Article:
New Delhi: The Indian Council of Medical Research (ICMR) has removed the price cap of Rs 4,500 for the COVID-19 test. It has also asked states and Union Territories (UTs) to negotiate with private labs to fix “mutually agreeable” rates for the test. Also Read - ICMR Comes up With Fully Indigenous Diagnostic Platform For COVID-19

In a letter to the state chief secretaries, ICMR Director General (D-G) Dr Balram Bhargava said the COVID-19 diagnostic supplies are stabilising because of the indigenous production of the kits. Also Read - Handle Corpses of Corona Negative Victims Too With Utmost Care, Says ICMR

“In this backdrop and keeping in view the evolving prices of testing commodities, the earlier suggested upper ceiling of Rs 4500 vide letter dated March 17, may not be applicable now,” he said. Also Read - Two 'Questionable' Chinese Firms on ICMR List of Rapid Antibody Test Kits

“Therefore, all state governments/UT administrations are advised to negotiate with private labs and fix up mutually agreeable prices for samples being sent by the government and also for private individuals desirous of testing by these labs,” Bhargava said in the letter.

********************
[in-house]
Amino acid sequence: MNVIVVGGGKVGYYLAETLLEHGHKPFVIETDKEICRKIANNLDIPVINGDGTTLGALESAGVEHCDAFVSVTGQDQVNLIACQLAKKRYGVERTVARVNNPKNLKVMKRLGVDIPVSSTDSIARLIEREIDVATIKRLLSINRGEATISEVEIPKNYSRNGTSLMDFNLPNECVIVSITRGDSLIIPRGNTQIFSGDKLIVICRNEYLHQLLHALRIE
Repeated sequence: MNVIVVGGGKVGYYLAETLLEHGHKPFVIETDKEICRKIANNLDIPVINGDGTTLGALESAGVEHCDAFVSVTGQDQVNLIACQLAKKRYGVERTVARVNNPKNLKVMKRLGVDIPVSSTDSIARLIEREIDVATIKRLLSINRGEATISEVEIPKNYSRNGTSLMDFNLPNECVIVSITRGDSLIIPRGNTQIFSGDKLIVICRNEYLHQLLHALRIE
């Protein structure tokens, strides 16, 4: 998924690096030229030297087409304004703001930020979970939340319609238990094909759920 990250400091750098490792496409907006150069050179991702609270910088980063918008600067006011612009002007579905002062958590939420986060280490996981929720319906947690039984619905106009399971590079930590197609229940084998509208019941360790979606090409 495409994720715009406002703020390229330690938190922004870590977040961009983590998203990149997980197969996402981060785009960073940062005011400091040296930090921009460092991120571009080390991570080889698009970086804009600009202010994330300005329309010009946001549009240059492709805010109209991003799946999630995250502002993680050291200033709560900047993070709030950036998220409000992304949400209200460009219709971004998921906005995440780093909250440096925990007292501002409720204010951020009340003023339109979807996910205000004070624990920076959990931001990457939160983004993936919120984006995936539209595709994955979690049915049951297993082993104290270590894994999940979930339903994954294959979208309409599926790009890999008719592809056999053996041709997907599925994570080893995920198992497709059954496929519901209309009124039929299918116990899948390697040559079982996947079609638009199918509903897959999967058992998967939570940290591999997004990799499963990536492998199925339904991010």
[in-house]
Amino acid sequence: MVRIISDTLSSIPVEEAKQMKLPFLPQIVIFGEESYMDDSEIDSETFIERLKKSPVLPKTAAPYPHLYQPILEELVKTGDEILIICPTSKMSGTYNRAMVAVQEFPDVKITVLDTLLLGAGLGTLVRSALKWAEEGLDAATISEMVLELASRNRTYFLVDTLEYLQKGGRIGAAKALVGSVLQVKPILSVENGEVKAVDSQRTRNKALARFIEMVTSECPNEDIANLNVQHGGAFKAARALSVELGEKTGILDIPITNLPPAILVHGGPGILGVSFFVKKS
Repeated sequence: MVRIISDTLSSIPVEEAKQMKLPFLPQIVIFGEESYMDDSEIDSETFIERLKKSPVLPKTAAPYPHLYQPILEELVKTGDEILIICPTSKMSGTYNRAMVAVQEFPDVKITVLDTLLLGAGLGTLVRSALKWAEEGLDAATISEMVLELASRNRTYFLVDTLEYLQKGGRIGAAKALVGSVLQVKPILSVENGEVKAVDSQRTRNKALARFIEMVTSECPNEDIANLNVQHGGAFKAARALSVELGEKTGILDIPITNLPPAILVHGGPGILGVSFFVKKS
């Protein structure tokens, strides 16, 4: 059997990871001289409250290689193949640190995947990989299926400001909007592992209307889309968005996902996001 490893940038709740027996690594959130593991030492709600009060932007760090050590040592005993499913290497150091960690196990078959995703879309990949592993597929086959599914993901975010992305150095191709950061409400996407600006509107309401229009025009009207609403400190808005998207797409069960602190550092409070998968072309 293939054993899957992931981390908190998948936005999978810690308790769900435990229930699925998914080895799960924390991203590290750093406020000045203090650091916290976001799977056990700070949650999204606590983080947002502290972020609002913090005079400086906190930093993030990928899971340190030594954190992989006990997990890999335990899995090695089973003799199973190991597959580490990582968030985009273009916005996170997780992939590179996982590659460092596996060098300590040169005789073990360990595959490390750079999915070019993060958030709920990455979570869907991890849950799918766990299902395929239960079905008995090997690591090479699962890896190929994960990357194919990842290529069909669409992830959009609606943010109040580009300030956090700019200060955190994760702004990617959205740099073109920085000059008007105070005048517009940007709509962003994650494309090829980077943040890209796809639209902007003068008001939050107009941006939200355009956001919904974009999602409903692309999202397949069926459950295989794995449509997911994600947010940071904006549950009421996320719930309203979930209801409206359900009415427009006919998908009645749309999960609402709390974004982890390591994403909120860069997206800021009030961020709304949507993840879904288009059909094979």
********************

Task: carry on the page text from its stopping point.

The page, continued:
He said at the beginning of COVID-19 pandemic there was a global crisis of testing kits and reagents as India was heavily reliant on imported products for molecular detection of viruses. As such in mid-march, no rates for RT-PCR test for coronavirus were available for reference in the country.

“Keeping in view the cost of imported kits and efforts involved in carrying out the test, the ICMR suggested the upper limit of a single test at Rs 4,500,” the letter said. There are 428 government and 182 private labs for COVID-19 testing across all states and UTs in the country.

“Now testing supplies are also stabilising and many of you have started procuring such kits from the local market. Due to varied options of testing materials/kits, including indigenous ones, the prices are becoming competitive and undergoing reduction,” Bhargava said.

The ICMR D-G said concerted efforts have been made to ramp up the testing capacity in the country.

“In this intervening period all efforts have been made to facilitate local companies by handholding and promoting them to locally manufacture swabs, viral transport media and RNA extraction kits. Further, indigenous diagnostic kits are being approved on a fast track basis for RT-PCR testing,” he said in the letter.

(With agency inputs)